Travel Overload

In Her Words Travel Overload No replacement for the high-touch factor By: Stacy Elliott Is it just me, or does it seem like the volume of travel required at most jobs these days makes it nearly impossible to have a two-career family? I had an impressive career prior to having children, but my husband and […]

In Her Words

Travel Overload

No replacement for the high-touch factor

By: Stacy Elliott

Is it just me, or does it seem like the volume of travel required at most jobs these days makes it nearly impossible to have a two-career family? I had an impressive career prior to having children, but my husband and I quickly realized that with all the travel involved in both our jobs, it was going to be impossible for both of us to continue working while having appropriate childcare for our boys. Neither of us had extended family close by, and we didn’t feel comfortable expecting a nanny to burn the midnight oil because one or both of us might get stuck for hours or days in some travel nightmare.

No replacement We made that decision four years ago, and I managed to get creative with my company and work part-time from home – with only a limited amount of travel. But as my husband’s career has advanced, so has the amount of global travel miles he’s racking up. Each time he’s stuck in Germany, Brazil or Los Angeles, I’m reminded of how tenuous it would all be if I weren’t holding down the fort at home.

So many companies have come so far with telecommuting and flexible work schedules, so why does the amount of travel required continue to escalate? In my husband’s case, the world has gotten smaller and more accessible. This is great for business, but tough on families. I often compare notes with my girlfriends on how many family vacations were either cut short, canceled or abandoned because our husbands had to bail for last-minute work issues. Rather than being an anomaly, it’s pretty much the norm for all of us at least a couple of times a year.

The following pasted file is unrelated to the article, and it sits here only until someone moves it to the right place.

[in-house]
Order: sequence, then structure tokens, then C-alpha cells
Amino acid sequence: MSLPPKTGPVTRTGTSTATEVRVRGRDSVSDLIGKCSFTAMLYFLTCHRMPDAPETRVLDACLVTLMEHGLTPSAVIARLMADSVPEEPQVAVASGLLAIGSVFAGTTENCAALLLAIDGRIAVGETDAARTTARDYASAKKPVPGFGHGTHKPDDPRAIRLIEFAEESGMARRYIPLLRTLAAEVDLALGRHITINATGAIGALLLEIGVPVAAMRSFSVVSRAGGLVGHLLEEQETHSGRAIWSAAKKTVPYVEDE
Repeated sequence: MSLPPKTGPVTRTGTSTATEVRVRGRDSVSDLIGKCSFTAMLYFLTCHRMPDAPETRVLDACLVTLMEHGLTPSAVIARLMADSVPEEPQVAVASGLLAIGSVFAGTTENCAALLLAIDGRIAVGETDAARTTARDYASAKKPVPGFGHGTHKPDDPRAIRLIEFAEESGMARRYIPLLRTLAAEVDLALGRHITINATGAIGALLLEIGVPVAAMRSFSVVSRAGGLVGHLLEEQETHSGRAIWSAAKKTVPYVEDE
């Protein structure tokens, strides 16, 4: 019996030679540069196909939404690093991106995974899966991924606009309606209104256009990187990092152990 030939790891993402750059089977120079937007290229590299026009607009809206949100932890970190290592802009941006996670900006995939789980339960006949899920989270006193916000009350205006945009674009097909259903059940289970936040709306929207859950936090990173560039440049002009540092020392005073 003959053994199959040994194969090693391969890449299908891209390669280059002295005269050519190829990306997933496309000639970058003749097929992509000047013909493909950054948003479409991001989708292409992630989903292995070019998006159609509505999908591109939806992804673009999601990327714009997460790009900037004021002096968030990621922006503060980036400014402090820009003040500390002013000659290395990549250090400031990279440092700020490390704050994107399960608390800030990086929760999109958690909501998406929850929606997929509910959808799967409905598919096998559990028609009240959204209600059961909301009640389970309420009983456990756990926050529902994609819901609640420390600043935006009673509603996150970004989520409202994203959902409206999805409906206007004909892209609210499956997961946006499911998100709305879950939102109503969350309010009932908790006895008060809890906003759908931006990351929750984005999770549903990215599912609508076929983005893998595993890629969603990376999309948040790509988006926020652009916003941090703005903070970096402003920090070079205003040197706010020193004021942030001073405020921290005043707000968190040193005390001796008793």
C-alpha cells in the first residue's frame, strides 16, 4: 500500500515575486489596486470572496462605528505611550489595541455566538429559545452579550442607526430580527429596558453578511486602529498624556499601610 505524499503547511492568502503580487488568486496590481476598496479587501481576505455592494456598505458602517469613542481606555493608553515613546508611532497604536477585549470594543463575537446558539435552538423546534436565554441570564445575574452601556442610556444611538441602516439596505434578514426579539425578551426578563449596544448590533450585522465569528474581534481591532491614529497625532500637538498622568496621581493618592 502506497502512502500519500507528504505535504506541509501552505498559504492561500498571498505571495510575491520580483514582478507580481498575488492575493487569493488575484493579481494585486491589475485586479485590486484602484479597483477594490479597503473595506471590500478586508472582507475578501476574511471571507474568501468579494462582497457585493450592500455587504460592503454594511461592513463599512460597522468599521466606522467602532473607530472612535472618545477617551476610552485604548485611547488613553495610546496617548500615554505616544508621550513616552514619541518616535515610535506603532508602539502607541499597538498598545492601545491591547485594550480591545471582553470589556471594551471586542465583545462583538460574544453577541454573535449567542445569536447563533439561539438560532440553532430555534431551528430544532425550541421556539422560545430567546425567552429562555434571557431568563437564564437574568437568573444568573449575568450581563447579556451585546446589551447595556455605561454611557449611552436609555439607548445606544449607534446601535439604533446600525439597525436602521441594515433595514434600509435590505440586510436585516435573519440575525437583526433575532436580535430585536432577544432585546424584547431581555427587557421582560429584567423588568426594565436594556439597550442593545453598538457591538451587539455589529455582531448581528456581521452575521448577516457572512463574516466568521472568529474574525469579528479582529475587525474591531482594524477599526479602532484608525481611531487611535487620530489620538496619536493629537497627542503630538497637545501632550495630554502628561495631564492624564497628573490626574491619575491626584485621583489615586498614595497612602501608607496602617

My mother finds it all appalling and reminds me of this frequently. While she adores my husband, she can’t imagine how anyone could cut out early on a family vacation to get back to work. Coming from her 1950s mentality, she’s equally vocal and indignant about the amount of time we spend working. The paradox in her point of view is that my father was a commercial airline pilot and missed the majority of holidays every year. I guess she figures that was his work – to travel. Today, we not only have to endure the endless travel, but we have to be fresh and ready for a full day after having flown all night to get to that important meeting.

Ironically, my husband works for a telecommunications company, so one would think they would be burning up the phone lines rather than the airport security lines. I routinely ask him why a company that sells phones wouldn’t be more inclined to use conference calls to get more work done. He reminds me it’s because people need to get together in person to make sure things are properly debated and discussed. He says it’s the collaboration, personal elements and high-touch that matter, and those things are hard to accomplish over a phone.

While I don’t necessarily like his response, I can’t really argue with it. In fact, it’s the reason I’m here, at home. In no place is it clearer than in a home with children that the personal elements and high-touch matter would be impossible to accomplish over a phone.

Tell us: Has too much travel affected your career choices?


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